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Entertainment Weekly

Movies

Final Destination creator schools Piers Morgan on horror history in Gillette ad-inspired Twitter feud

Albert L. Ortega/Getty Images; Dave Benett/Getty Images

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Is there anyone with whom Piers Morgan can’t get into a fight? Apparently not. The argumentative former America’s Got Talent judge has somehow managed to embroil himself in a Twitter dispute with Jeffrey Reddick, creator of the Final Destination horror franchise.

Like much social media chatter today, the feud has its roots in the new commercial from Gillette, a short film which essentially acts as a critique of toxic masculinity. The ad prompted Morgan to redirect his ire from the subject of vegan sausage rolls (long story) to the venerable razor-sellers.

“I’ve used razors my entire adult life but this absurd virtue-signalling PC guff may drive me away to a company less eager to fuel the current pathetic global assault on masculinity,” wrote Morgan on Twitter. “Let boys be damn boys. Let men be damn men.”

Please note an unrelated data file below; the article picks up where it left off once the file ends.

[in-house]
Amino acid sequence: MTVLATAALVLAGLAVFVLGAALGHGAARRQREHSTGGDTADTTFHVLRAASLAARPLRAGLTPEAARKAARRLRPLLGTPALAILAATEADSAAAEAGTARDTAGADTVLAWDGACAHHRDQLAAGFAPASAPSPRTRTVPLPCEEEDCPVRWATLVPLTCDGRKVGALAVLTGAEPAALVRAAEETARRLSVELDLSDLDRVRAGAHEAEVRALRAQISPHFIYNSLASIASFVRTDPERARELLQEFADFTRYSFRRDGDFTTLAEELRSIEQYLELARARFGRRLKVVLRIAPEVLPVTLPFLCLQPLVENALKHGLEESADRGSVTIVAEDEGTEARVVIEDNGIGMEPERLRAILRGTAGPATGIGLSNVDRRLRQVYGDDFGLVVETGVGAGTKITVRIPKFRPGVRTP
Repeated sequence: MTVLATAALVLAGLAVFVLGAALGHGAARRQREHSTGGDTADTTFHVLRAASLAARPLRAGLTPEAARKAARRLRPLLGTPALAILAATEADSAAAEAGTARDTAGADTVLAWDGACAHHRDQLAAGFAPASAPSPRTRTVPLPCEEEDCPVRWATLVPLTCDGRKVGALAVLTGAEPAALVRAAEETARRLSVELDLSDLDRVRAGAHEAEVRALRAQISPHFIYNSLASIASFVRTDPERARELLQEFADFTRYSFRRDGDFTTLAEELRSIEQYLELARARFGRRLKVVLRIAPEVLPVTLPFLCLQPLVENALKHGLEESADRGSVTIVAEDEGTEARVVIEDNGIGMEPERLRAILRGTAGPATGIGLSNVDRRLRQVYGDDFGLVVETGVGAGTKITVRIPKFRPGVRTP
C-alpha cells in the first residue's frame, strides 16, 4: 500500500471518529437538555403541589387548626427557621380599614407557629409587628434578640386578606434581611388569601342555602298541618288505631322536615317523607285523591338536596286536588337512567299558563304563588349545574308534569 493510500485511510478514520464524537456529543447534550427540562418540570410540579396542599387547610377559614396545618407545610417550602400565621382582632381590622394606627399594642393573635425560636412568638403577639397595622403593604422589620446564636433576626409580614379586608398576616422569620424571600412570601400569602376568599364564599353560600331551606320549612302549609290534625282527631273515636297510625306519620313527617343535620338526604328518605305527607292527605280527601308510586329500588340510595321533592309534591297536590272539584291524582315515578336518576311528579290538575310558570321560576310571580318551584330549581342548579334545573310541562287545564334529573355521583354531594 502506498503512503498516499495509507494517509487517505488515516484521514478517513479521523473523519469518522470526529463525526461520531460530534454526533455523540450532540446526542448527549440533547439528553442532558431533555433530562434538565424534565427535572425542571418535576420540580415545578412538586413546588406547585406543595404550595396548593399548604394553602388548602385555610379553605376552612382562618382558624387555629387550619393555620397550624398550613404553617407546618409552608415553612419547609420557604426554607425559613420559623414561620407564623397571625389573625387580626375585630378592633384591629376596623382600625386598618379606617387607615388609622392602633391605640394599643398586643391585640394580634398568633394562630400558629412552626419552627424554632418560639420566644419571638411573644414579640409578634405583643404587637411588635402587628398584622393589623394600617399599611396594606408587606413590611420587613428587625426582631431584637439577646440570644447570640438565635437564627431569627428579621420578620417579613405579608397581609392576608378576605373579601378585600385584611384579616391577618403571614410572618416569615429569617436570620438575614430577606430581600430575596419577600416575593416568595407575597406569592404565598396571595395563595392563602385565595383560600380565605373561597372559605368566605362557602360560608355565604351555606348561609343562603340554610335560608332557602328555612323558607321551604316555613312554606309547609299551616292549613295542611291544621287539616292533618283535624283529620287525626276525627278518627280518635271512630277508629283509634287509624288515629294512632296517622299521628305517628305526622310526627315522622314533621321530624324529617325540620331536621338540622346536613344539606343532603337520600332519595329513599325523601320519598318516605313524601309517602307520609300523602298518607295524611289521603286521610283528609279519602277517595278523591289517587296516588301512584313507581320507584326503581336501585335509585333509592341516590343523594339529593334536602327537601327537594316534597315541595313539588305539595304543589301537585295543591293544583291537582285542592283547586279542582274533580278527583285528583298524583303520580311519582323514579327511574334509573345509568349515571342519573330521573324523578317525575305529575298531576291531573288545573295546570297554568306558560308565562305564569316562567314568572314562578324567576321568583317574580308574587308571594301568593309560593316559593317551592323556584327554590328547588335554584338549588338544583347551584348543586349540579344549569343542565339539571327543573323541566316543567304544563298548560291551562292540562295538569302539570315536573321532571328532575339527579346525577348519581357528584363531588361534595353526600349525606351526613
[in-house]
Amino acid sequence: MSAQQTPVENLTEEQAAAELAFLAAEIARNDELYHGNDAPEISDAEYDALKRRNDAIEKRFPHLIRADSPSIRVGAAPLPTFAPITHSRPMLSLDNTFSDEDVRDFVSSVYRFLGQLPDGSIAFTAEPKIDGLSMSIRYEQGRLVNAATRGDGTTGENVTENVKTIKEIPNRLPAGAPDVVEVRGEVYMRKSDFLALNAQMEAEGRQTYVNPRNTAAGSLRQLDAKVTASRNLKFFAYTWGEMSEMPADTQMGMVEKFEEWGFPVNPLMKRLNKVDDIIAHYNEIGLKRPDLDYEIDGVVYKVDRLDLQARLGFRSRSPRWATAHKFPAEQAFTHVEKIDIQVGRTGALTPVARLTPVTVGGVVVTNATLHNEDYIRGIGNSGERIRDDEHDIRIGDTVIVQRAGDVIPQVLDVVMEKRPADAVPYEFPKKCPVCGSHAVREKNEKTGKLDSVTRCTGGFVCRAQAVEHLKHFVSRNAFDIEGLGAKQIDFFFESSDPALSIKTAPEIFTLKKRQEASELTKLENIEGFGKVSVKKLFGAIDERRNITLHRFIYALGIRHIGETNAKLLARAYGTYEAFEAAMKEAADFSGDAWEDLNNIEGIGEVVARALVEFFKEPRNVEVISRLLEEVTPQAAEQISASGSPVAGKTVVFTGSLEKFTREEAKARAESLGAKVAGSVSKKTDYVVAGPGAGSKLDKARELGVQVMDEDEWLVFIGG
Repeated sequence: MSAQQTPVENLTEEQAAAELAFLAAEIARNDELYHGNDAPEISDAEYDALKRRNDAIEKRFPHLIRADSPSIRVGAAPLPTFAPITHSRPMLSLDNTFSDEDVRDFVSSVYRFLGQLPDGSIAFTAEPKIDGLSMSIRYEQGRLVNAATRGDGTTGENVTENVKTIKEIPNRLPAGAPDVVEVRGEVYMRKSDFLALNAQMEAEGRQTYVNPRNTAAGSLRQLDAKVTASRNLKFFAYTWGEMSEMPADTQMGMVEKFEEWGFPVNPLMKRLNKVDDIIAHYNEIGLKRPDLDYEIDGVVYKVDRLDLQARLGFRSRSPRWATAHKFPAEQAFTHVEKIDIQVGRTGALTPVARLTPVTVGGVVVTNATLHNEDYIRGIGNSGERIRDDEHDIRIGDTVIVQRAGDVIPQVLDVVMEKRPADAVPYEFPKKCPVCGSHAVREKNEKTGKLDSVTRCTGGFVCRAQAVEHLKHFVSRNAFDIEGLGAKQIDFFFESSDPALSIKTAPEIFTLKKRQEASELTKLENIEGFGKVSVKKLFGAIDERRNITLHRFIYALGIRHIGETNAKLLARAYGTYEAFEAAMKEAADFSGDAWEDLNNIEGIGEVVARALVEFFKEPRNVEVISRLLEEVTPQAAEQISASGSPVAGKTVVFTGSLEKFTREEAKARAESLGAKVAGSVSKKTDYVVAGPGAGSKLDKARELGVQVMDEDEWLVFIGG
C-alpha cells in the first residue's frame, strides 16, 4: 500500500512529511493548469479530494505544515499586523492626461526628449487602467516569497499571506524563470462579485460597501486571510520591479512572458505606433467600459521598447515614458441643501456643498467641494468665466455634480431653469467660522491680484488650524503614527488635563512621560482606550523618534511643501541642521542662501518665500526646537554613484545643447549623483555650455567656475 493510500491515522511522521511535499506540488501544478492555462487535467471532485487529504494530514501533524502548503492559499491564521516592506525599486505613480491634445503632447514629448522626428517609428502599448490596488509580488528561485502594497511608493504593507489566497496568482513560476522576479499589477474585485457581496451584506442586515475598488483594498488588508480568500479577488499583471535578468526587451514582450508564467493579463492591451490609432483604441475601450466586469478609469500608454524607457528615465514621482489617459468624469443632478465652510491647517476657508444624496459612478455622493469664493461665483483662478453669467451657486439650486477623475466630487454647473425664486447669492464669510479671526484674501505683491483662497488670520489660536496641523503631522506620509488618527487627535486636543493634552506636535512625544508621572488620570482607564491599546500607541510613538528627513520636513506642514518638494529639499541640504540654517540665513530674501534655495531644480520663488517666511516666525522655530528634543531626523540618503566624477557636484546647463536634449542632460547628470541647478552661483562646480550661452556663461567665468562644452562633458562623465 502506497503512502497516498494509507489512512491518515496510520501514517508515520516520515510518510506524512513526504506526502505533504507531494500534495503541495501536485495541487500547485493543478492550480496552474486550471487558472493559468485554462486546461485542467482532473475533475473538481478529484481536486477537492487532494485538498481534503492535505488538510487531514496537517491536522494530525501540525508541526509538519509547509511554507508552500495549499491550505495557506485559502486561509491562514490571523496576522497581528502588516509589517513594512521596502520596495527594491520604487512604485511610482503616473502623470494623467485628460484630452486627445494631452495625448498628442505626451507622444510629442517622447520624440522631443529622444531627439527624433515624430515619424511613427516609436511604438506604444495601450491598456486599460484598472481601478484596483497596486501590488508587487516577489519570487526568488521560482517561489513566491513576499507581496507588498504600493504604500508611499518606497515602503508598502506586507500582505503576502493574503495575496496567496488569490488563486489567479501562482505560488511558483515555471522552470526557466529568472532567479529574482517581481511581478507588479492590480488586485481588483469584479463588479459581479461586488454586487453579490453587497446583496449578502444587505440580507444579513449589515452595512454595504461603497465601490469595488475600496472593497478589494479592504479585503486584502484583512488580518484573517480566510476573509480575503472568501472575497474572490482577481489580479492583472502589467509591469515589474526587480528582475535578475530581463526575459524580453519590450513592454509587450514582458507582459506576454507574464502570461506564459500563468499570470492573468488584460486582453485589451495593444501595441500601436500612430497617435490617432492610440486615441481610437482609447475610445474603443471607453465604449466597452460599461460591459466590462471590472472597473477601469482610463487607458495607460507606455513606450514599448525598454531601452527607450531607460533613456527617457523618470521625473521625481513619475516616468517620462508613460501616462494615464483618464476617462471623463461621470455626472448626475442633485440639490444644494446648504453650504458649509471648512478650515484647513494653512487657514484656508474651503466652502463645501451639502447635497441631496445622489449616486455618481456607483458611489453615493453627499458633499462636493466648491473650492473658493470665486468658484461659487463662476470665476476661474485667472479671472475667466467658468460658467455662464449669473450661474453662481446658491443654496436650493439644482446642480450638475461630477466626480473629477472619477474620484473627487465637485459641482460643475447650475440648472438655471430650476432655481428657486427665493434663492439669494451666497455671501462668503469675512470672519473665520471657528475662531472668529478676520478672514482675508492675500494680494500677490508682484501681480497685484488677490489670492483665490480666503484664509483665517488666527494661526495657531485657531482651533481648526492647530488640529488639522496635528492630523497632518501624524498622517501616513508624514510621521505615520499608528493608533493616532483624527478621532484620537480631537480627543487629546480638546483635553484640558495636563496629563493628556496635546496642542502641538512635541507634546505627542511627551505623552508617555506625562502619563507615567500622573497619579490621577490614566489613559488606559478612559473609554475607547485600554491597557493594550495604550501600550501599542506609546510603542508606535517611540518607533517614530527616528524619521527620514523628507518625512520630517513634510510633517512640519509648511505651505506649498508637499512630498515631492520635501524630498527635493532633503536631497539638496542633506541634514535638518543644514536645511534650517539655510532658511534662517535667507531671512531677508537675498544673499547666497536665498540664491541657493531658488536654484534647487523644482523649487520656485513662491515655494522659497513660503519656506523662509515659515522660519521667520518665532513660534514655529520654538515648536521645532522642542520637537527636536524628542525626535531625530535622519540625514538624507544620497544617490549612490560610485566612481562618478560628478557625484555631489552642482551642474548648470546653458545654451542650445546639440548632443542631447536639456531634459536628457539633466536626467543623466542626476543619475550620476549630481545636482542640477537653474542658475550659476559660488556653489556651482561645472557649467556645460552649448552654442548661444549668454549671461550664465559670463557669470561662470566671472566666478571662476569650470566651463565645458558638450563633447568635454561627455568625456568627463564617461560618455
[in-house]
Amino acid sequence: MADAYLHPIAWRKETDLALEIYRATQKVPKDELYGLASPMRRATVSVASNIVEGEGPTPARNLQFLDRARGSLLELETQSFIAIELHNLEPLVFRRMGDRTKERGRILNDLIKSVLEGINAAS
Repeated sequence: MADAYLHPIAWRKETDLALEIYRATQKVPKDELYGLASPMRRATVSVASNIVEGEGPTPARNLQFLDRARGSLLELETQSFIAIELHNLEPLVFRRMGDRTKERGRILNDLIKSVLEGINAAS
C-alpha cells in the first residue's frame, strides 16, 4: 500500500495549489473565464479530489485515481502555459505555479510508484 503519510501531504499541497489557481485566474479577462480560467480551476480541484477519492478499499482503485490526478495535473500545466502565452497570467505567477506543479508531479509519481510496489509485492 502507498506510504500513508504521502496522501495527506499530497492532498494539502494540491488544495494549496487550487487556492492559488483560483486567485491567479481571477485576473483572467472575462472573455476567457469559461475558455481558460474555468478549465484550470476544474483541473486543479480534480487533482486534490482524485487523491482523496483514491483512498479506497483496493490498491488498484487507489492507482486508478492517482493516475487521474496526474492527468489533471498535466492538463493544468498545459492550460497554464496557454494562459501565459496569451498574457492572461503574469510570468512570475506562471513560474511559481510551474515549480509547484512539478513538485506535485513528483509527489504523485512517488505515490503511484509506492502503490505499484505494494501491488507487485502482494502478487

Morgan’s anti-Gillette posts attracted the attention of Reddick, whose screenwriting credits also include 2016’s sleep paralysis chiller Dead Awake and the upcoming horror film The Final Wish, which stars genre legends Lin Shaye and Tony Todd.

“Gillette isn’t saying men and masculinity are bad,” wrote Reddick on Twitter. “Toxic masculinity is when we teach boys that real men don’t cry. Real men don’t show fear. Real men don’t lose. Real men take what they want. Real men solve problems with their fists. It is toxic and it damages men and women.”

And that’s when things started to get nasty.

In response to Reddick’s tweet, Morgan launched into a critique of what he believed to be the screenwriter’s professional output.

“Hi Jeffrey,” tweeted the former Celebrity Apprentice contestant. “Fine words!! Do ‘real men’ make millions of dollars from movies glorifying the slashing, stabbing, shooting, incineration, strangulation & dismemberment of women?”

Unfortunately for Morgan, his “Gotcha!” proved horribly unimpressive, at least to Reddick.

“Hey Piers,” the writer tweeted. “Nice try. But none of the horror movies I’ve written glorify violence against women. I’ve never even written a nude scene. They’re all supernatural thrillers, except for one zombie movie. And the zombies ate more men than women.”

See Morgan and Reddick’s tweets, below.

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